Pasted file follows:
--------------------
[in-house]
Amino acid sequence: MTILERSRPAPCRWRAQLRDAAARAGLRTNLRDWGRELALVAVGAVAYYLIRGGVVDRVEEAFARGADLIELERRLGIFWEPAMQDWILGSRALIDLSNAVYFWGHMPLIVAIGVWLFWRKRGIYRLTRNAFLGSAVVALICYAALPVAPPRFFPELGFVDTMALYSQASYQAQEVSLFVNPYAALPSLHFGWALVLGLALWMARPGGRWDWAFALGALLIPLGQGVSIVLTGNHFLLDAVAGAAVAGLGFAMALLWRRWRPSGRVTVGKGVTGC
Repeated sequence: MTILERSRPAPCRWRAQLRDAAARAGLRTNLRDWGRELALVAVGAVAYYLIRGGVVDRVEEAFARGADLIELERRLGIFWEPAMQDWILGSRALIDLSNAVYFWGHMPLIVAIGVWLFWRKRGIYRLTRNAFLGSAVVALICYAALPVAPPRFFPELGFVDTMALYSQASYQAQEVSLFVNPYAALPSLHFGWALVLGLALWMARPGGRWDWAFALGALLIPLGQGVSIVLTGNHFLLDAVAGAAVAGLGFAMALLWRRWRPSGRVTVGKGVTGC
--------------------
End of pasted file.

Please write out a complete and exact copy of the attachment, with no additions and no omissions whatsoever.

[in-house]
Amino acid sequence: MTILERSRPAPCRWRAQLRDAAARAGLRTNLRDWGRELALVAVGAVAYYLIRGGVVDRVEEAFARGADLIELERRLGIFWEPAMQDWILGSRALIDLSNAVYFWGHMPLIVAIGVWLFWRKRGIYRLTRNAFLGSAVVALICYAALPVAPPRFFPELGFVDTMALYSQASYQAQEVSLFVNPYAALPSLHFGWALVLGLALWMARPGGRWDWAFALGALLIPLGQGVSIVLTGNHFLLDAVAGAAVAGLGFAMALLWRRWRPSGRVTVGKGVTGC
Repeated sequence: MTILERSRPAPCRWRAQLRDAAARAGLRTNLRDWGRELALVAVGAVAYYLIRGGVVDRVEEAFARGADLIELERRLGIFWEPAMQDWILGSRALIDLSNAVYFWGHMPLIVAIGVWLFWRKRGIYRLTRNAFLGSAVVALICYAALPVAPPRFFPELGFVDTMALYSQASYQAQEVSLFVNPYAALPSLHFGWALVLGLALWMARPGGRWDWAFALGALLIPLGQGVSIVLTGNHFLLDAVAGAAVAGLGFAMALLWRRWRPSGRVTVGKGVTGC